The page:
Sharma’s imagination was captured by the process in 2009, when Miyawaki visited Bangalore to help Toyota Motor’s reforestation programme near its local plant. Sharma, a Toyota employee then, signed up to help and was fascinated. “That’s when I thought ‘This is what I want to do the rest of my life’,” he says. Further, he realised that while most of Miyawaki’s work was on large plots, the ecologist had also popularised mini forests. Under Miyawaki’s guidance, Japan’s Jusco supermarket chain had planted tiny forests at hundreds of store locations. Inspired, Sharma began to experiment in the 70 square metre backyard of his home in Uttarakhand. It worked, and he began doing the same for customers.
But can Sharma’s tiny forests really be as effective as 200-year-old forests, as Afforestt claims?
Yes, to an extent, says ecologist TR Shankar Raman of the Mysore-based Nature Conservation Foundation. Shankar Raman, who has been working on restoration in India’s Western Ghats, says real forests serve several functions, and small urban forests can serve some of these but not all.
The first purpose of a forest is to let diverse species thrive. Afforestt’s approach scores on this count since it uses local species of mango, bamboo and amla trees that attract indigenous birds and animals. In comparison, plantations of popular alien species such as eucalyptus or Acacia Wattle, both from Australia, cannot attract such biodiversity here. Sharma speaks of his experience of walking through a eucalyptus plantation in India. “It was completely dead; there were no sounds of birds chirping,” he recalls. In contrast, an Afforestt site was found to have seven bird nests within an area of 100 square metres.
Second, the quality of a forest is gauged by its structure. A 200-year-old forest will typically have many distinct types of vegetation— herbs that grow close to the ground, shrubs that grow slightly higher, an understory of immature trees, and a canopy of treetops, apart from other foliage. These layers let many types of birds, animals and insects survive in the niches they create. It is unlikely that a 20-year-old urban forest can develop so many distinct layers, according to Shankar Raman.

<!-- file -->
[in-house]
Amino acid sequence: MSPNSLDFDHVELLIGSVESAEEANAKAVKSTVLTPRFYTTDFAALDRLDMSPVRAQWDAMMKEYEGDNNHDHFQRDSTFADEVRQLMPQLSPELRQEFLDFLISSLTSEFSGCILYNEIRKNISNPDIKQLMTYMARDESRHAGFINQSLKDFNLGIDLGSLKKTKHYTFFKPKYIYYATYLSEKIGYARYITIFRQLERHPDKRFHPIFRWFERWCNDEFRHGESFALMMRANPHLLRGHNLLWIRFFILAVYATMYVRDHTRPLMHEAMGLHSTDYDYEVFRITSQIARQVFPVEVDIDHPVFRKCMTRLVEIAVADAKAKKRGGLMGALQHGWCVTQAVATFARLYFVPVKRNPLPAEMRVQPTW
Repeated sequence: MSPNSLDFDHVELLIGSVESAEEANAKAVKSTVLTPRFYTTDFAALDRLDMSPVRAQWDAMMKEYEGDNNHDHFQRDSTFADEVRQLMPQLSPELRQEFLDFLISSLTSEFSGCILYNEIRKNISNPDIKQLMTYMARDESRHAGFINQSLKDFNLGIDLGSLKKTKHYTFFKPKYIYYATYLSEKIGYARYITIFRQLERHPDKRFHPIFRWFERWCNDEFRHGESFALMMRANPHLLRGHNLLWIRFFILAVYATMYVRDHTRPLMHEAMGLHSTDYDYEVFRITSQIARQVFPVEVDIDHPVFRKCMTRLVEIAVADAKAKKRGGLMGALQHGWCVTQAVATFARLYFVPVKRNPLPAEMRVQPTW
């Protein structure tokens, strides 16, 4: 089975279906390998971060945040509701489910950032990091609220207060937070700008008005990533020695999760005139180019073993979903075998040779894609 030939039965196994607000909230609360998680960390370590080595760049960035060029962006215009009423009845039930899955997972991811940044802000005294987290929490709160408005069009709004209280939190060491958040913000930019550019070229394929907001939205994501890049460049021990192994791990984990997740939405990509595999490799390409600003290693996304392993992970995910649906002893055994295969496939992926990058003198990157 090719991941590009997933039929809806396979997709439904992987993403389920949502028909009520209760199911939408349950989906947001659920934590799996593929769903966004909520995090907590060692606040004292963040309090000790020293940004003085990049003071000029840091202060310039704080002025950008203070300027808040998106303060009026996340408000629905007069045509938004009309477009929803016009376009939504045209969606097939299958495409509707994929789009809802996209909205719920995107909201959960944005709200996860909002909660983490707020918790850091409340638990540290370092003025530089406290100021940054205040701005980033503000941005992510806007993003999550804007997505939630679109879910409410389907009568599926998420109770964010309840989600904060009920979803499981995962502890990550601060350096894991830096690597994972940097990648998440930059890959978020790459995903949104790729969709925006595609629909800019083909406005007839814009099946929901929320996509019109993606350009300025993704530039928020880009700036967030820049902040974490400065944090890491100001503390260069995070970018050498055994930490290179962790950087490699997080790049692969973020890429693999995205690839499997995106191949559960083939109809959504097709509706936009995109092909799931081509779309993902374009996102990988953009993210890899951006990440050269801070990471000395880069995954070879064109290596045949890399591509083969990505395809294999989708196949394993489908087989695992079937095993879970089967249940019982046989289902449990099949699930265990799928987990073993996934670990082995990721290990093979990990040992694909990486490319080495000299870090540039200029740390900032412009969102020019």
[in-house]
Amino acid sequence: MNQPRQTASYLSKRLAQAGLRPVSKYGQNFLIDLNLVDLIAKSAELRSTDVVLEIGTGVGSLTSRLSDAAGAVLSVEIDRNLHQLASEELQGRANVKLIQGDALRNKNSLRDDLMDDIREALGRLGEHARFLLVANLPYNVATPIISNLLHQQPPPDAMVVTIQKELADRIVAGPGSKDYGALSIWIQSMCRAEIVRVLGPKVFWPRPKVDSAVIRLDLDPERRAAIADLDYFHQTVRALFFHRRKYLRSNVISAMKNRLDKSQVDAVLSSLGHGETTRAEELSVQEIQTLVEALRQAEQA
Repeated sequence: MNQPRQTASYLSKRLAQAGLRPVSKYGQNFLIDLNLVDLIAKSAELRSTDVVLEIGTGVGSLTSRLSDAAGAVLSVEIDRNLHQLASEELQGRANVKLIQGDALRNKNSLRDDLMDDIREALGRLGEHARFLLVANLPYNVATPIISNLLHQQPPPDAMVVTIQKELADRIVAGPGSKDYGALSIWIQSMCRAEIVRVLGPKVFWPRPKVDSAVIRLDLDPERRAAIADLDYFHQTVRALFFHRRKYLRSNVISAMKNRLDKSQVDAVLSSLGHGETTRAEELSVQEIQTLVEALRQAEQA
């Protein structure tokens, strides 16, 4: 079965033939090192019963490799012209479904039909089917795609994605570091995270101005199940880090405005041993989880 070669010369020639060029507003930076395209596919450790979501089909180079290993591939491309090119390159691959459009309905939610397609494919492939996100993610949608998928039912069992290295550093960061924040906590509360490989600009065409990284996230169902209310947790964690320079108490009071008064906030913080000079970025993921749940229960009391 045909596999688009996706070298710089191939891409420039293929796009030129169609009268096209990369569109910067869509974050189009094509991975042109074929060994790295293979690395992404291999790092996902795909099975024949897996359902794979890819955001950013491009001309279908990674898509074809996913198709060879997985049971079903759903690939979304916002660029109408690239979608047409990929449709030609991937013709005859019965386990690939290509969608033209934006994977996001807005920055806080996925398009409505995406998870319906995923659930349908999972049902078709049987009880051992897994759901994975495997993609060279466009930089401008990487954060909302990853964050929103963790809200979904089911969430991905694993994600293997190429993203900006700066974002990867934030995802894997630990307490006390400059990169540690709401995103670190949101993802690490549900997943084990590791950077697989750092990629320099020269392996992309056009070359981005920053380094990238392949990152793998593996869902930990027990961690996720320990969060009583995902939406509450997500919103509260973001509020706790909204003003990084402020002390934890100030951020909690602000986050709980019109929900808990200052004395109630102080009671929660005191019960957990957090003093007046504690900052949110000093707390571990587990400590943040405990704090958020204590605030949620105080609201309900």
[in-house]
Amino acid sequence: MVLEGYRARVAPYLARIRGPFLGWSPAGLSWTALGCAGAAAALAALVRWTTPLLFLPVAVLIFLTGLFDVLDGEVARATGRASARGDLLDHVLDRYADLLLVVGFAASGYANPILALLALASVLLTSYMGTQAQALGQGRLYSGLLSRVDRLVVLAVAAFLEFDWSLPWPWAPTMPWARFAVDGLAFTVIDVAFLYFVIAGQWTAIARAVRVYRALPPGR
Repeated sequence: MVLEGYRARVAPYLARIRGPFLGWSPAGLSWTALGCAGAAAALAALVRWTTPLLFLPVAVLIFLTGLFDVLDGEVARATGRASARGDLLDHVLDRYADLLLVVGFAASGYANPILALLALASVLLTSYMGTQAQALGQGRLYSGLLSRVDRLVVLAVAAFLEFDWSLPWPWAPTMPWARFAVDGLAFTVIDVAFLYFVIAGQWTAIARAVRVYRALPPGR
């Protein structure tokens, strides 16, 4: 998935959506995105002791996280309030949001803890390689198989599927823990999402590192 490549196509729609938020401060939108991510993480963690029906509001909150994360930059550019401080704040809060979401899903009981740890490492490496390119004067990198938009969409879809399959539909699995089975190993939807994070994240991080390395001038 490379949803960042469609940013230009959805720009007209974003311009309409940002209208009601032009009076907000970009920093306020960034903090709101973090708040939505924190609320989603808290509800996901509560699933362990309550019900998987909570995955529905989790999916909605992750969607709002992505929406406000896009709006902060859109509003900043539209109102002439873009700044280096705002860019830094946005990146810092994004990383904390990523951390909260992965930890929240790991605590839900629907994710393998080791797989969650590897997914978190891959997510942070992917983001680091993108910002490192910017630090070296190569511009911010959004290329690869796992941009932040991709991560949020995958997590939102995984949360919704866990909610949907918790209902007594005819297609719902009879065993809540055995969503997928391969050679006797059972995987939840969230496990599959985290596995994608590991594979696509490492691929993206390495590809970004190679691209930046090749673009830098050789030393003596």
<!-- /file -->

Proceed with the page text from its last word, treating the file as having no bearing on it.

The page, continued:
The third criterion in assessing a forest’s worthiness relates to functions such as seed dispersal, pollination and soil formation. Shankar Raman says Afforestt’s sites may not achieve this quickly. “In the urban context, it is very hard to bring back these functions because the plots are typically small and surrounded by built-up areas. There may not be a sufficient number of birds in such a small area, for example, to pick up seeds and disperse them.”
However, he agrees that Afforestt’s approach is valuable and not too different from the one his own team takes to reforestation. And, of course, it is a huge improvement over decorative landscaping with lawns and nice-looking plants.
Meanwhile, Miyawaki’s method has found proponents elsewhere in India too. In 2010, after being trained at the Japanese Centre for International Studies in Ecology established by Miyawaki, VP Upadhyay, a director at India’s Ministry of Environment and Forests, began restoring chromite and iron-ore mining sites in Odisha. Five mining sites, ranging from 1,000-2,000 square metres in area, were reforested with local trees. Firms such as Sarda Thakurani Iron Ore mines and Tata Steel’s Sukinda Chromite mines from Jajpur and Keonjhar districts participated in this project, and it offers a template for the recovery of mining sites elsewhere too.
“If somebody is indeed using these methods to restore mining sites, it is good news,” says Shankar Raman. Mining, he adds, can be highly destructive since it sloughs off lots of top soil. Later, a few alien species such as eucalyptus and Acacia Wattle are typically planted as a measure to get some semblance of green cover. “That is not really restoration, it is reclamation,” he says. “Restoration means bringing back a diverse community of native species—which is challenging.” Given the success of the Odisha projects, Miyawaki’s methods could well find a lot more takers in India.